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Dunkirk, 1940

by lofty_xmas

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James Christmas
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09 December 2003

The British have never been called a boastful nation, trumpet-blowers - never. I feel that it is time certain facts are brought to the attention of the public and especially to the Government, or their representatives who arrange national functions, such as the D-Day landings etc.

The Prime Minister confirmed that 'V'- Day celebrations would be repeated annually, but no mention of the Dunkirk evacuation. If Dunkirk is to be pushed into obscurity it would be a national tragedy - so, let me pick up the trumpet and sound off loud and clear, to disclose why this should never happen, but firstly why it might.

Our Government has never issued medals to the commemeration of Dunkirk. They say it was a defeat. The French Government thought otherwise and issued medals to their participants. It was never the battle for Dunkirk, but the battle of Dunkirk.

The initial estimate of the number of men who could be evacuated was 45,000 - as some 350,000 were brought back to our shores, the word 'DEFEAT' should never be associated with Dunkirk. The code name for the evacuation was called 'Operation Dynamo' which began officially at 18:57 on Sunday 26th May 1940.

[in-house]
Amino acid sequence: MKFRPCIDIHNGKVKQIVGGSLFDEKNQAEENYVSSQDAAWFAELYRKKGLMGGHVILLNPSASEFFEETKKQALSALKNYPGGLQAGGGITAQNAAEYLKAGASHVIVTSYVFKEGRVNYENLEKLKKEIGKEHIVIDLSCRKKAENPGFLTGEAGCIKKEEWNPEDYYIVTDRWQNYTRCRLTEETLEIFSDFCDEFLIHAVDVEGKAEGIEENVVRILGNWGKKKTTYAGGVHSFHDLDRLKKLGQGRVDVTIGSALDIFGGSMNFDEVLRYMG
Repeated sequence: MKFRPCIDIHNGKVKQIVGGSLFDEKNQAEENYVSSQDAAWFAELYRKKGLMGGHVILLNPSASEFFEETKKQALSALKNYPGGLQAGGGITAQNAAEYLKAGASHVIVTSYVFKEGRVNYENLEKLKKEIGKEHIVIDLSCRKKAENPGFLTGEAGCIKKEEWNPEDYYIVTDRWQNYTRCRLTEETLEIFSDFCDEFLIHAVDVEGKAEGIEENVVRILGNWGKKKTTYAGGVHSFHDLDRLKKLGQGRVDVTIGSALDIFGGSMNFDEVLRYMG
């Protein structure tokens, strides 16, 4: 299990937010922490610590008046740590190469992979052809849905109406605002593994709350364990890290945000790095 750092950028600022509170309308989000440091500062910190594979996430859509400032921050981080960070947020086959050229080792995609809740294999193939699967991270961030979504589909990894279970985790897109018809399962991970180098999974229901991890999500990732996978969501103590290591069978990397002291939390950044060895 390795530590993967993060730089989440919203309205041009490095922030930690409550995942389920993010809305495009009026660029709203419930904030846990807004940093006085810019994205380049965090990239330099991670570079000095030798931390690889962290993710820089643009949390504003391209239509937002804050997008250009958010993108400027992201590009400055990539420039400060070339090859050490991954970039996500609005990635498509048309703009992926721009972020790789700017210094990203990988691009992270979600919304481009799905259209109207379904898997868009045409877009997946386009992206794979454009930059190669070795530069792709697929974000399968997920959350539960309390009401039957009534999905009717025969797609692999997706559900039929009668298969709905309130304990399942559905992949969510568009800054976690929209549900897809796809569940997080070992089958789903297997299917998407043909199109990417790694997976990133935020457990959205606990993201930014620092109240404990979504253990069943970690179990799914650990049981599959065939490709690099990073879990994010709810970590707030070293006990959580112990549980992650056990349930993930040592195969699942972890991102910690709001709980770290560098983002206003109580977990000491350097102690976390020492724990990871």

Dunkirk could only be described as an inferno and anyone who was there felt the 'HEAT OF HELL'. Those who returned time and time again were spitting in the face of the Devil.

Craft of every description had to run the gauntlet of mines, E. Boats, submarines, shore batteries and wrecks, but most of all the dive-bombers.
The RAF were unable to provide enough air cover, for example on the 29th May the RAF claimed they had shot down 67 German planes, for the loss of only 19 of their own. After the war Germany revealed that only 18 aircraft were lost on that day, some being shot down by warship A.A fire.

I have no wish to degrade our airmen, whose courage is beyond question, but, to point out inaccurate statements made by the Admiralty and Air Command.
On the 28th May our modern destroyers were withdrawn from Dunkirk and losses that day H.M.S Wakeful and H.M.S Grafton both loaded with troops, with very few survivors. Paddle steamers Fenella and Crested Eagle. Trawlers Calvi, Polly Johnson, drifter Girl Pamela and transport ship King Orry.
The Germans shelled and bombed hospital ships, without the possibility of claiming it was an error on their part. Only a small percentage of ship losses are mentioned on these pages and the strain on officers and men was immense. The commanding officer of the destroyer H.M.S Vanquisher asked to be relieved of his duties, after three trips to Dunkirk. Destroyer H.M.S Verity had trouble with crew and officers, Admiral Somerville went aboard and talked to the crew. The ship then returned to Dunkirk.

At least three ships had to be re-commissioned owing to their crews suffering from hysteria and fits of crying, this affecting both officers and crew.

H.M.S Vimy whilst returning to Dunkirk on 27th May, the captain left the bridge and did not return. The ship was searched from stem to stern, without result, the first lieutenant took command. What was it that drove men on, losing all sense of time, suffering hunger, thirst and having little sleep?